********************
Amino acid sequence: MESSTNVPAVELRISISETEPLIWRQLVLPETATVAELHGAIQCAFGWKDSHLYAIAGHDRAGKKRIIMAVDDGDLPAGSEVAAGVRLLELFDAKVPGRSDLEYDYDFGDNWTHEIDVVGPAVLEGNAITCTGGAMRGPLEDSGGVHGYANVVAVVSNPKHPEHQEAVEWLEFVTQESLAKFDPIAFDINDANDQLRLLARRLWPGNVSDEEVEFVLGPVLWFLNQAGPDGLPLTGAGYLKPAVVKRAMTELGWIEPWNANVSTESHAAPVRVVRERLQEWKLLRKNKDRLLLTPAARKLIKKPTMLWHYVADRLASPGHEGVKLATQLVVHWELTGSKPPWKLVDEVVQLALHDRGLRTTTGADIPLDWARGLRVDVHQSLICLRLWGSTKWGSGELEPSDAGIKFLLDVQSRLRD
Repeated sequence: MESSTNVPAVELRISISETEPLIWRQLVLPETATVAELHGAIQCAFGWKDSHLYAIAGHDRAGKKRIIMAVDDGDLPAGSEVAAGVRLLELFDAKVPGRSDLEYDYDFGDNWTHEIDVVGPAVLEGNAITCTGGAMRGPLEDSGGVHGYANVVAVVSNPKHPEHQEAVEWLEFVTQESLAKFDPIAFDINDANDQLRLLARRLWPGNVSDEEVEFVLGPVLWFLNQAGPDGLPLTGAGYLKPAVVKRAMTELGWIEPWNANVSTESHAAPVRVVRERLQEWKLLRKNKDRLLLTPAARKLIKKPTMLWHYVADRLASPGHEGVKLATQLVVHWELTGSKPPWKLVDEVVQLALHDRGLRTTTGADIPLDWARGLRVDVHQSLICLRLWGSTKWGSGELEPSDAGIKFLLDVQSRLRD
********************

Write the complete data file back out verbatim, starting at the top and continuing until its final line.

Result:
Amino acid sequence: MESSTNVPAVELRISISETEPLIWRQLVLPETATVAELHGAIQCAFGWKDSHLYAIAGHDRAGKKRIIMAVDDGDLPAGSEVAAGVRLLELFDAKVPGRSDLEYDYDFGDNWTHEIDVVGPAVLEGNAITCTGGAMRGPLEDSGGVHGYANVVAVVSNPKHPEHQEAVEWLEFVTQESLAKFDPIAFDINDANDQLRLLARRLWPGNVSDEEVEFVLGPVLWFLNQAGPDGLPLTGAGYLKPAVVKRAMTELGWIEPWNANVSTESHAAPVRVVRERLQEWKLLRKNKDRLLLTPAARKLIKKPTMLWHYVADRLASPGHEGVKLATQLVVHWELTGSKPPWKLVDEVVQLALHDRGLRTTTGADIPLDWARGLRVDVHQSLICLRLWGSTKWGSGELEPSDAGIKFLLDVQSRLRD
Repeated sequence: MESSTNVPAVELRISISETEPLIWRQLVLPETATVAELHGAIQCAFGWKDSHLYAIAGHDRAGKKRIIMAVDDGDLPAGSEVAAGVRLLELFDAKVPGRSDLEYDYDFGDNWTHEIDVVGPAVLEGNAITCTGGAMRGPLEDSGGVHGYANVVAVVSNPKHPEHQEAVEWLEFVTQESLAKFDPIAFDINDANDQLRLLARRLWPGNVSDEEVEFVLGPVLWFLNQAGPDGLPLTGAGYLKPAVVKRAMTELGWIEPWNANVSTESHAAPVRVVRERLQEWKLLRKNKDRLLLTPAARKLIKKPTMLWHYVADRLASPGHEGVKLATQLVVHWELTGSKPPWKLVDEVVQLALHDRGLRTTTGADIPLDWARGLRVDVHQSLICLRLWGSTKWGSGELEPSDAGIKFLLDVQSRLRD